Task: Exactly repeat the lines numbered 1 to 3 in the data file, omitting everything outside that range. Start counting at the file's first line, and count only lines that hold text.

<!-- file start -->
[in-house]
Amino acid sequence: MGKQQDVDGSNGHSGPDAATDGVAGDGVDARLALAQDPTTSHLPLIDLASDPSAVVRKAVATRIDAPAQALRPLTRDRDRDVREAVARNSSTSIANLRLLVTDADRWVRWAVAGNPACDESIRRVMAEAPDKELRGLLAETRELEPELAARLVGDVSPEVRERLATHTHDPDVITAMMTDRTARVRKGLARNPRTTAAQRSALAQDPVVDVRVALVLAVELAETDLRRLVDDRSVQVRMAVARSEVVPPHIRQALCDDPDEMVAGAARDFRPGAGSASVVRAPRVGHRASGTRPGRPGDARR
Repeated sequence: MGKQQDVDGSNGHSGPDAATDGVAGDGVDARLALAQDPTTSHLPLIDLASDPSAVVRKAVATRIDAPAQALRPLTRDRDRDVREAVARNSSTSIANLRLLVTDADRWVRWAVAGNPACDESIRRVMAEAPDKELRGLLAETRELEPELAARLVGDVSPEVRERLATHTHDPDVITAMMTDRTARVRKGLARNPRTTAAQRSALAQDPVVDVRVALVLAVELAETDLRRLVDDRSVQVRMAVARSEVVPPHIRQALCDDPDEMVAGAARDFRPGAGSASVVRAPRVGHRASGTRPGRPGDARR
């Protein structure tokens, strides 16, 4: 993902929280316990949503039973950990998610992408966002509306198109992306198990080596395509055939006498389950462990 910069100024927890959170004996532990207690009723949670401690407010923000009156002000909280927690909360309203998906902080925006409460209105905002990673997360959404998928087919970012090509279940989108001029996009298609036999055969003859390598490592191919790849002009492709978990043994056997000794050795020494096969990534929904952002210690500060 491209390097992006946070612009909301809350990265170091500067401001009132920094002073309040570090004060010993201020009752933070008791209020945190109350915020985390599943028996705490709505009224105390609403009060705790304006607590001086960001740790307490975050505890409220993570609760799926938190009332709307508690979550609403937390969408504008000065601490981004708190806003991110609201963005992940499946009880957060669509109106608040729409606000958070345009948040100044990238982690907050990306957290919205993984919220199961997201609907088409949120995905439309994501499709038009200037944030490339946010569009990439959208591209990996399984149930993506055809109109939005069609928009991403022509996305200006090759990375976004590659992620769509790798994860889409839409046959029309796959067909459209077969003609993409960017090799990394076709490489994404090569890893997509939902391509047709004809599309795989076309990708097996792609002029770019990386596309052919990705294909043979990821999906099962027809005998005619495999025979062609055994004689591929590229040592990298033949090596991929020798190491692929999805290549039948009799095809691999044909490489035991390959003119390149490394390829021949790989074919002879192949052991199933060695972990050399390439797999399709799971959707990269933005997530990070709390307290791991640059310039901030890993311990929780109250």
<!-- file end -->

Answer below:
[in-house]
Amino acid sequence: MGKQQDVDGSNGHSGPDAATDGVAGDGVDARLALAQDPTTSHLPLIDLASDPSAVVRKAVATRIDAPAQALRPLTRDRDRDVREAVARNSSTSIANLRLLVTDADRWVRWAVAGNPACDESIRRVMAEAPDKELRGLLAETRELEPELAARLVGDVSPEVRERLATHTHDPDVITAMMTDRTARVRKGLARNPRTTAAQRSALAQDPVVDVRVALVLAVELAETDLRRLVDDRSVQVRMAVARSEVVPPHIRQALCDDPDEMVAGAARDFRPGAGSASVVRAPRVGHRASGTRPGRPGDARR
Repeated sequence: MGKQQDVDGSNGHSGPDAATDGVAGDGVDARLALAQDPTTSHLPLIDLASDPSAVVRKAVATRIDAPAQALRPLTRDRDRDVREAVARNSSTSIANLRLLVTDADRWVRWAVAGNPACDESIRRVMAEAPDKELRGLLAETRELEPELAARLVGDVSPEVRERLATHTHDPDVITAMMTDRTARVRKGLARNPRTTAAQRSALAQDPVVDVRVALVLAVELAETDLRRLVDDRSVQVRMAVARSEVVPPHIRQALCDDPDEMVAGAARDFRPGAGSASVVRAPRVGHRASGTRPGRPGDARR